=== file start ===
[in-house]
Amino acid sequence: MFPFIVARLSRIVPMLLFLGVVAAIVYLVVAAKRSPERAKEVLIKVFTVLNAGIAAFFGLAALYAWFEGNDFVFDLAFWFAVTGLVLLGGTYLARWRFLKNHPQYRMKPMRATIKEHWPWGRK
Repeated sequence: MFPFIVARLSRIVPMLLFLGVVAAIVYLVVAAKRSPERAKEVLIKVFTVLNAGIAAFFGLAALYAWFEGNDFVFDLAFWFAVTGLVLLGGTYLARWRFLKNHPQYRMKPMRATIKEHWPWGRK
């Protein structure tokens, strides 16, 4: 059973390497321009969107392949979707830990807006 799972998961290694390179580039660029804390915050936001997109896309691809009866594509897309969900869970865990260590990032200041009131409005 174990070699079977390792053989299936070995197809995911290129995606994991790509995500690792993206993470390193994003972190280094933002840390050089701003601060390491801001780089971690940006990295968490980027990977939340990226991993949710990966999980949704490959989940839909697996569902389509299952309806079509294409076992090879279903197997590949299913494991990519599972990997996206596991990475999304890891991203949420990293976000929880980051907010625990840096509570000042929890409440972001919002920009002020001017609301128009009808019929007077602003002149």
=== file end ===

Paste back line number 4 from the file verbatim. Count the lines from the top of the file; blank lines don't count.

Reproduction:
């Protein structure tokens, strides 16, 4: 059973390497321009969107392949979707830990807006 799972998961290694390179580039660029804390915050936001997109896309691809009866594509897309969900869970865990260590990032200041009131409005 174990070699079977390792053989299936070995197809995911290129995606994991790509995500690792993206993470390193994003972190280094933002840390050089701003601060390491801001780089971690940006990295968490980027990977939340990226991993949710990966999980949704490959989940839909697996569902389509299952309806079509294409076992090879279903197997590949299913494991990519599972990997996206596991990475999304890891991203949420990293976000929880980051907010625990840096509570000042929890409440972001919002920009002020001017609301128009009808019929007077602003002149």